“My name is Mohan.”
He appeared too shy to say anything else. Sati’s concern could not be satiated just by knowing his name. “When was the last time you ate?”
Mohan’s face showed no sign of remembrance, as if he had forgotten about that aspect of life. Seeing his reaction, Sati handed him leftover shira and promised him more food if he wished. After Mohan finished his shira, he passed out atop the pile of goods on the side of the holding pen. Sati took in the scenery with a now-tranquil face.
It was almost night when they entered the next village, its street torches spotted almost two miles away. Comparatively, the village of Tilak Kamod was more in bounty. The houses were well built with courtyards that spelled out their luxury. It didn’t seem fair that a village close to Madhuri had such riches. Greed was the only answer to this perplexity. Though it would take half a day to come upon Madhuri from Tilak Kamod, how far should one go to aid in saving someone’s life? But it seemed there was more than distance to pull the villages apart.
Though the village was stunning in its architecture and the people were pleasant enough, Ishan carried on into a field beyond the confines of civilized clamor. The vast grass pastures were dotted with sugarcane. Strangely, at that moment, the emotion of homesickness spread through his mind, as if it had been lost to him for uncountable years. Maybe it was the extended time ahead he was to be gone from his place of birth. On his business trips, he had never missed home and often dreamed of leaving. But now that he had left for a time that was uncertain, the images of his home sprung up in his mind and kept him restless.
Sati was more concerned about Mohan, who still was in a poor condition. His eyes were red and there was a distant glow in them. His skin was peeling and the remains of his emotions were scattered. Food and motherly care didn’t seem like the complete remedy. Sati inquired about his health and a surprising, if not coarse response came from his chapped, rarely used mouth.
“I want to get as far away from Tilak Kamod as I can—that’s the best thing for my health.”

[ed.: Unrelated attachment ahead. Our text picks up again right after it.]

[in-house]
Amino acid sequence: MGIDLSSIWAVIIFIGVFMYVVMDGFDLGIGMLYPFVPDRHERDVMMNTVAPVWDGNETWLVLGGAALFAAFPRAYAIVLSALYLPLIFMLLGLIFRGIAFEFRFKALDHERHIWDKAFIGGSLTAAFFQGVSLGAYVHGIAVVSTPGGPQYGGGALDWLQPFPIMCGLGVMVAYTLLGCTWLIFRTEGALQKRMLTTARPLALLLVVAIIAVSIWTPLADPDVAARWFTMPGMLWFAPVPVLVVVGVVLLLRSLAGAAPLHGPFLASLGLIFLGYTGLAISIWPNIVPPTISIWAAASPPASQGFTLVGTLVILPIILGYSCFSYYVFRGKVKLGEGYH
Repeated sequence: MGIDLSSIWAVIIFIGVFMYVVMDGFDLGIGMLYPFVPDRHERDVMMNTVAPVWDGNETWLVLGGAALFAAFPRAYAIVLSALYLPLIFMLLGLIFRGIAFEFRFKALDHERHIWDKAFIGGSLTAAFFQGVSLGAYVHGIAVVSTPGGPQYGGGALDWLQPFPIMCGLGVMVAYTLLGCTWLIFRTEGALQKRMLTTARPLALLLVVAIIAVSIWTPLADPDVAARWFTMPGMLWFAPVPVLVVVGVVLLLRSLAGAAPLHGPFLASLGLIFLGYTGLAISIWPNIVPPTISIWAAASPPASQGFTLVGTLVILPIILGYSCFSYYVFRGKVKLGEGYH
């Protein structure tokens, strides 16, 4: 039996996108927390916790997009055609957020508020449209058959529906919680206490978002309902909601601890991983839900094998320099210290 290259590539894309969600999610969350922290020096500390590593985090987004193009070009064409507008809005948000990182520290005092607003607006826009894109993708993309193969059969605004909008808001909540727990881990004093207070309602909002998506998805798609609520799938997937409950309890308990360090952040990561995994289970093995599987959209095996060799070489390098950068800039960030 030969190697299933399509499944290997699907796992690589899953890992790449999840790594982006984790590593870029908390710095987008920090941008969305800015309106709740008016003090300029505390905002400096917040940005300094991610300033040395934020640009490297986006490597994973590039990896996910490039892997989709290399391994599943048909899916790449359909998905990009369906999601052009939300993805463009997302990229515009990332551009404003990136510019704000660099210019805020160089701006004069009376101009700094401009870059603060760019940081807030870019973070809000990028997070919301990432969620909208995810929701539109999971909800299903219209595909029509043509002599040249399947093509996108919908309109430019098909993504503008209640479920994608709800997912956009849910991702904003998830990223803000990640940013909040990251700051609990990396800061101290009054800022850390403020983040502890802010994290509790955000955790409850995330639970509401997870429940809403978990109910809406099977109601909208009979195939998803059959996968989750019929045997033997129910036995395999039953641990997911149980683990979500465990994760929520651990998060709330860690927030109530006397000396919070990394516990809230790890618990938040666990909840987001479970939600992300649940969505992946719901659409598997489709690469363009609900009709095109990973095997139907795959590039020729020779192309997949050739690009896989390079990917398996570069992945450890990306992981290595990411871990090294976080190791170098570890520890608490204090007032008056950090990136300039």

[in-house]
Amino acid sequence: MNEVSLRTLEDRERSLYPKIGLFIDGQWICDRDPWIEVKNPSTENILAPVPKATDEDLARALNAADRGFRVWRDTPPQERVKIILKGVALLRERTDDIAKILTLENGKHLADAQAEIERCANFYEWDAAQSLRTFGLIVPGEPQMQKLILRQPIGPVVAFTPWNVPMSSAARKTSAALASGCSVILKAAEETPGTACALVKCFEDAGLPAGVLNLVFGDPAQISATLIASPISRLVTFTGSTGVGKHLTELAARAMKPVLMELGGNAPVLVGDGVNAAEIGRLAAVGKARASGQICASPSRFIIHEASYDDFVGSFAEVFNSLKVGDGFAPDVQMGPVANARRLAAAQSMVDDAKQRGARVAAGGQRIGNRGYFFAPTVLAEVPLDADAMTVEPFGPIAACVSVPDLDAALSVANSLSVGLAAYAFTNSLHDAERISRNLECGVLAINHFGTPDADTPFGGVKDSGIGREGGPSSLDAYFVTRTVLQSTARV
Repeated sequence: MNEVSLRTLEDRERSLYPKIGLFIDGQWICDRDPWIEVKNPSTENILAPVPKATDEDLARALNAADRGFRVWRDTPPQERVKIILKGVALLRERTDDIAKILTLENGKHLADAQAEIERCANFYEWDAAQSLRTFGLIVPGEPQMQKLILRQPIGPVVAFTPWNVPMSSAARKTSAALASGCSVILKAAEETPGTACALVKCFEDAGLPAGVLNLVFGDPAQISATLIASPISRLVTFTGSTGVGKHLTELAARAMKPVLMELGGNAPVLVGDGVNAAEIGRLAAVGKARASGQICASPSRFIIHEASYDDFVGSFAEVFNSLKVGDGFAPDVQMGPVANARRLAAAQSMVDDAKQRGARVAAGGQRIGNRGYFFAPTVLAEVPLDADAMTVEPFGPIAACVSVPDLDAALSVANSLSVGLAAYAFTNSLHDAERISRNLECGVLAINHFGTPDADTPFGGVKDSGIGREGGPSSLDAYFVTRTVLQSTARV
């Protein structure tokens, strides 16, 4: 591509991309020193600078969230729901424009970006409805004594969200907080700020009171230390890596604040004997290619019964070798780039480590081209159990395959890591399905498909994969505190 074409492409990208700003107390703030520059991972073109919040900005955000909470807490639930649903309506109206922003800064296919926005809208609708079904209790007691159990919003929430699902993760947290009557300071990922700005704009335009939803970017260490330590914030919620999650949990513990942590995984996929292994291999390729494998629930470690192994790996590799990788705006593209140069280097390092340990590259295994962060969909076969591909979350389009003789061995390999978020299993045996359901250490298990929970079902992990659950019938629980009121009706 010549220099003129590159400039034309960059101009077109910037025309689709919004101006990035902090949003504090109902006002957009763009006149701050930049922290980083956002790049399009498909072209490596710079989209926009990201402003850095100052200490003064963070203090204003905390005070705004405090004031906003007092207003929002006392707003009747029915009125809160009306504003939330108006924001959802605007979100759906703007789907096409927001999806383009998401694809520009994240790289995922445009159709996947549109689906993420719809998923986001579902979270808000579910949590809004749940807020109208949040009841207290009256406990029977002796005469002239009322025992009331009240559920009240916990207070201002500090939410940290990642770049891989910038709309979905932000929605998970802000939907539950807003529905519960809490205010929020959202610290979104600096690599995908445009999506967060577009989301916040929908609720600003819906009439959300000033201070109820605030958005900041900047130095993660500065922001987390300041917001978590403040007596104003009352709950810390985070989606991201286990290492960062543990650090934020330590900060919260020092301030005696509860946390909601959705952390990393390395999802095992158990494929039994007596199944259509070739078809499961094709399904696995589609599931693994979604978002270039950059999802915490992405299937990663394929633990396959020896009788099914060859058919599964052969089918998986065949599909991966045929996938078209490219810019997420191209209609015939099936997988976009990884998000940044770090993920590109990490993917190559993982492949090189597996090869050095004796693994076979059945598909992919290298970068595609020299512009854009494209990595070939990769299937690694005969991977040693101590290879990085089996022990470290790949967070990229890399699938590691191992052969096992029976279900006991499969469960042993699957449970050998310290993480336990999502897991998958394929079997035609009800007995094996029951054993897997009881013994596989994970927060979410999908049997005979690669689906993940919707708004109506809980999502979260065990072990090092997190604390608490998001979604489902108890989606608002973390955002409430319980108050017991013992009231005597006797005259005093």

Sati realized that a severe tragedy must have struck his family, including himself. She laid him down and provided an extra cloth to rest on while she began cooking dinner and Ishan collected firewood.
Though there were signs that the monsoons were coming soon, the dry season was still apparent in the ample amount of ready firewood around. Soon, Sati had some daal and rice prepared. Mohan ate so quickly that Sati didn’t know if he was swallowing. Then, abruptly after finishing the meal, he laid back on the cloth and closed his eyes in sleep.
Now that Mohan had once again succumbed to weariness, Ishan wanted to discuss with his mother about Mohan being on the trip and what their future plans could be.
“He seems like a sweet boy. I know you want to take care of him, and I do too, but I don’t know that the amount of money I have saved will be enough for him to be on our trip. But I agree that we can’t just leave him behind. We may have to make a stop sooner than expected to work in a village for some money and supplies.”
Mohan was half asleep, picking up on some of the conversation—but soon his fatigue got the better of him and he settled into his dreams.
Sati tried to calm her son’s thoughts. “We can think about these things some other day. I know that it will work out. Instead, let’s look at the notes that Shyam wrote for us.”
Ishan complied with his mother’s wishes and discontinued his thoughts of worry, pulling out the sturdy piece of paper that Shyam had scrawled on. They would be reaching Ayodhya in approximately three days, and from there it would take close to a month at the rate they were going to reach the Vindhya Mountains—skipping meals for the sake of distance. Crossing the incomprehensible number of villages covering the long stretch of farming land, they needed to wade through the Ganges River in about five days from Ayodhya into the more barren life where the Vindhya Mountains began its country. Ishan realized that treacherous conditions lay ahead: monsoons, traveling without much food and water, entering regions vulnerable to the regulatory guard. But in a way, this was the challenge of his duty, to pass through these obstacles like the warrior he was to become.